When it comes to winning wrestling matches, Jordan Burroughs doesn't want to pin opponents. He wants to completely dominate them.
In order to do that, Burroughs, 24, likes to take down opponents as frequently as possible, he said.
"It's always about showing dominance," Burroughs said during this Raw241.com interview posted on Flowrestling.org. "Many guys can get pinned and call it a fluke or this or that, but you get taken down seven times, and you just got your butt whooped, you know?"
Burroughs, who wrestles at the 74-kilogram (163 pounds) weight class, won gold at the 2011 World Championships in Istanbul. He won gold again at the 2012 Olympic Games in London. In fact, Burroughs hasn't lost a wrestling match since 2009.
Since he broke onto the international scene, Burroughs has begun to market himself with an "All I See is Gold" slogan, which extends to his Twitter handle (@alliseeisgold) and his website (www.alliseeisgold.com). In addition, Burroughs sells "All I See is Gold" T-Shirts as well as "Got Doubles?" T-shirts.
The "Got Doubles?" T-shirt refers to double-leg takedowns, which is one of Burroughs' favorite methods of attack. During the same interview posted on Flowrestling.org, Burroughs talked about his ability -- and sometimes inability -- to finish double-leg takedowns and earn points from those takedowns.
Eventually, Burroughs said, he became so good at shooting doubles because he wanted to become more efficient. That efficiency eventually allowed him to become better at controlling matches, he said.
"I've shot a lot of bad doubles in my career," Burroughs said during the interview. "Just because I've finished a lot of them -- I've missed just as many in my career. So for every two doubles I hit, I miss five or six, so it all became about efficiency for me. I didn't just want to shoot and waste shots and waste energy. I wanted to become efficient, and that's when I started working on angles, creating setups and being able to manipulate a guy's body to the point where I could exploit him."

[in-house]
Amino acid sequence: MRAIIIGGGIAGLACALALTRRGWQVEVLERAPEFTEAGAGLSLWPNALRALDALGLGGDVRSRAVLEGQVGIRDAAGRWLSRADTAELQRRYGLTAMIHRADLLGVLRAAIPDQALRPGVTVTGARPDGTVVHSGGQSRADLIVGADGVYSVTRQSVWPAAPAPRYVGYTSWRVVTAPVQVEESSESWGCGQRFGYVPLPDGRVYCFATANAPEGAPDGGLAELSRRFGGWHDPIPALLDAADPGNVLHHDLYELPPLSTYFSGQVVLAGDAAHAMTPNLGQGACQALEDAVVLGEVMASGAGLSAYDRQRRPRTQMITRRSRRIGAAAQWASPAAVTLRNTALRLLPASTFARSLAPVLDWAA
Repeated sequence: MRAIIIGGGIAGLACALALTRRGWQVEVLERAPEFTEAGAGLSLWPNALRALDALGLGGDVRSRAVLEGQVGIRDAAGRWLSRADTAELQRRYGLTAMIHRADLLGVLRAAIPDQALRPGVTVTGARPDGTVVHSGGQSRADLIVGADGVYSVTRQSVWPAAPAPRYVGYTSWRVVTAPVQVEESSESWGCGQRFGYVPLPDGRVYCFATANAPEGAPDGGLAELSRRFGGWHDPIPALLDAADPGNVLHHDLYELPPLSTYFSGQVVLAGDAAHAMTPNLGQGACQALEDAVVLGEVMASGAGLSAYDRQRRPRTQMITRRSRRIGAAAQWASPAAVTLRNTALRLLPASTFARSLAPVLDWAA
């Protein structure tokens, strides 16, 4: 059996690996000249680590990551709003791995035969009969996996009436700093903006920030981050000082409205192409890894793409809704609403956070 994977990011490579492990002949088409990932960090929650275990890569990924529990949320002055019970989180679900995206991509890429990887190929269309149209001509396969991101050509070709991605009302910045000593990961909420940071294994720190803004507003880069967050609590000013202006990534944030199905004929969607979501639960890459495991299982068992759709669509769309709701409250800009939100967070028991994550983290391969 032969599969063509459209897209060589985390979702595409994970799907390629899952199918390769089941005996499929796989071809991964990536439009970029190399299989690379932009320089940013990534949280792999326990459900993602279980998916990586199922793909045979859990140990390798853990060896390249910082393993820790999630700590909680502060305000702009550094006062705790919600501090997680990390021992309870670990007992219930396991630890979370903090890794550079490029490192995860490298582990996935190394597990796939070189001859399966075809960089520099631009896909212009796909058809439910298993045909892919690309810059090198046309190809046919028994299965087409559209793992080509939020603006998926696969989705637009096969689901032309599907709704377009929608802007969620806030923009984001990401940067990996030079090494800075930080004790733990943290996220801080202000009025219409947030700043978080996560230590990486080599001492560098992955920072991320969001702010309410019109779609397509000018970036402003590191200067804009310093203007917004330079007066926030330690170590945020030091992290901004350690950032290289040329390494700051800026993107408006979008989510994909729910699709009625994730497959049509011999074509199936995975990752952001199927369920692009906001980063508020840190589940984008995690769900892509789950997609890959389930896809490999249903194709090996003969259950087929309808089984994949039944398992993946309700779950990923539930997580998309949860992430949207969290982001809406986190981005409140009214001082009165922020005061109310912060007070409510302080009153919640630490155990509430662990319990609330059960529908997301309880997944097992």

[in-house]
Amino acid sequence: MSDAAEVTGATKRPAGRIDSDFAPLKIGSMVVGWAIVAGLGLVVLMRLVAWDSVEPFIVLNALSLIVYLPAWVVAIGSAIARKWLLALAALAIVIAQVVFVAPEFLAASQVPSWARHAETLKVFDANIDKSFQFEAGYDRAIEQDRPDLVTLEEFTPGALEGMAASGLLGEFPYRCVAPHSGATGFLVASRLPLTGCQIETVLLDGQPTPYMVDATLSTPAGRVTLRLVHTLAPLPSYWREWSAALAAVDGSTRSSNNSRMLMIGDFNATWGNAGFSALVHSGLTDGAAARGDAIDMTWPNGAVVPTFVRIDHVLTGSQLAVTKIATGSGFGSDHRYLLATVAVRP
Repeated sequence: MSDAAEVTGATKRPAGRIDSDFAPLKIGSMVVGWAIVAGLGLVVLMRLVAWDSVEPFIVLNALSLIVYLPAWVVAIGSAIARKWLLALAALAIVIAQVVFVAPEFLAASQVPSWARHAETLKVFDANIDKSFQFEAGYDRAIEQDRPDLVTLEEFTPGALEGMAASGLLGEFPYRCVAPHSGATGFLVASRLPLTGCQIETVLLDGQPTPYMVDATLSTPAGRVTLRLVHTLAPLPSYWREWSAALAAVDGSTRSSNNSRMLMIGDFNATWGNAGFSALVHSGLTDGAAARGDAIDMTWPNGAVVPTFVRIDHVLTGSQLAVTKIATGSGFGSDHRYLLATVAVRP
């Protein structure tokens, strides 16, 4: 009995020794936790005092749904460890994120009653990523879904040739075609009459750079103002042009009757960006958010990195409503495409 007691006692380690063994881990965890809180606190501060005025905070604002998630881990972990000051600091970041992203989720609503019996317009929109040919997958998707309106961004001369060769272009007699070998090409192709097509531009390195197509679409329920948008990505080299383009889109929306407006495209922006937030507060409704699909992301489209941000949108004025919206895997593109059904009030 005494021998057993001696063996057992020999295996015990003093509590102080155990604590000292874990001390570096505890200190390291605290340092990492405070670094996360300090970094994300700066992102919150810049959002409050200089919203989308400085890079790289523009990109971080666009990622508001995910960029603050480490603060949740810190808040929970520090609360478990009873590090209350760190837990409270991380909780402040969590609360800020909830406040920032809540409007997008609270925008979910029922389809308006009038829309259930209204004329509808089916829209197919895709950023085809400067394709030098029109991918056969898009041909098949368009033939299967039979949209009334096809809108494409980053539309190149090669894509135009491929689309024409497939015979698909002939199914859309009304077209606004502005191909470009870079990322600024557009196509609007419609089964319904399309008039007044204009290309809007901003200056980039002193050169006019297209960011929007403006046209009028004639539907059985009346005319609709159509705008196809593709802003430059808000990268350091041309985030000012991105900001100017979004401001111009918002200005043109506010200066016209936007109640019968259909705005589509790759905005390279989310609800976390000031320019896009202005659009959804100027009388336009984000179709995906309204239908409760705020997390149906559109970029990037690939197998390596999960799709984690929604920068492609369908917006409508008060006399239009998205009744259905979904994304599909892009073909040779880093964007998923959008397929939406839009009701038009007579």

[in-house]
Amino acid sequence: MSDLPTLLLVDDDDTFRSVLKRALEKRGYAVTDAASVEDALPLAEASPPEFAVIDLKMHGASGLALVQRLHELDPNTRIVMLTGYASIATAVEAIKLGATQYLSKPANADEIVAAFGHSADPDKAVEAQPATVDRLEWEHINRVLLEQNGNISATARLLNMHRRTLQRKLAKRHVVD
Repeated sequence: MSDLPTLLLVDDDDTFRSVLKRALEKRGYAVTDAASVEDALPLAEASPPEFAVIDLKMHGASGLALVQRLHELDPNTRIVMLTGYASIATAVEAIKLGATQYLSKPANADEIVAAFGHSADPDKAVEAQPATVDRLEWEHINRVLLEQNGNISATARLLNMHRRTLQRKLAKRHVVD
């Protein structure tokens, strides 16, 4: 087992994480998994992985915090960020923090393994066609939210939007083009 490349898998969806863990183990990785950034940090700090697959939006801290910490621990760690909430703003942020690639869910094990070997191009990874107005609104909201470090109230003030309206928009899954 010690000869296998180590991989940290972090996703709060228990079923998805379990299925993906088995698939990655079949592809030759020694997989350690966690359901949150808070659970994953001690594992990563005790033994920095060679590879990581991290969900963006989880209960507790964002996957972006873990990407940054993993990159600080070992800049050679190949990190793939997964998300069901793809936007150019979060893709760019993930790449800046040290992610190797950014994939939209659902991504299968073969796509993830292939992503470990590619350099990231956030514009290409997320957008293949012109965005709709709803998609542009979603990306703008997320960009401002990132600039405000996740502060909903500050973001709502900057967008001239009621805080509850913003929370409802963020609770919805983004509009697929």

That's exactly what Burroughs did in his gold-medal match at the 2012 Olympic Games. There, he defeated Iranian Sadegh Goudarszi, 1-0, 1-0, with a trademark double-leg takedown in both the first and second period. Burroughs also defeated Goudarszi to win his world championship title in 2011.
The New-Jersey native has been one the most dominant American wrestler of the past few years, and he hasn't needed pins to win. Doubles do the job for Burroughs.
Sandra Johnson is a longtime Olympic fan. While working for the United States Olympic Committee and living in the Olympic Training Center in Colorado Springs, Colo., Johnson had the opportunity to immerse herself in the Olympic Movement. Follow her on Twitter: @SandraJohnson46.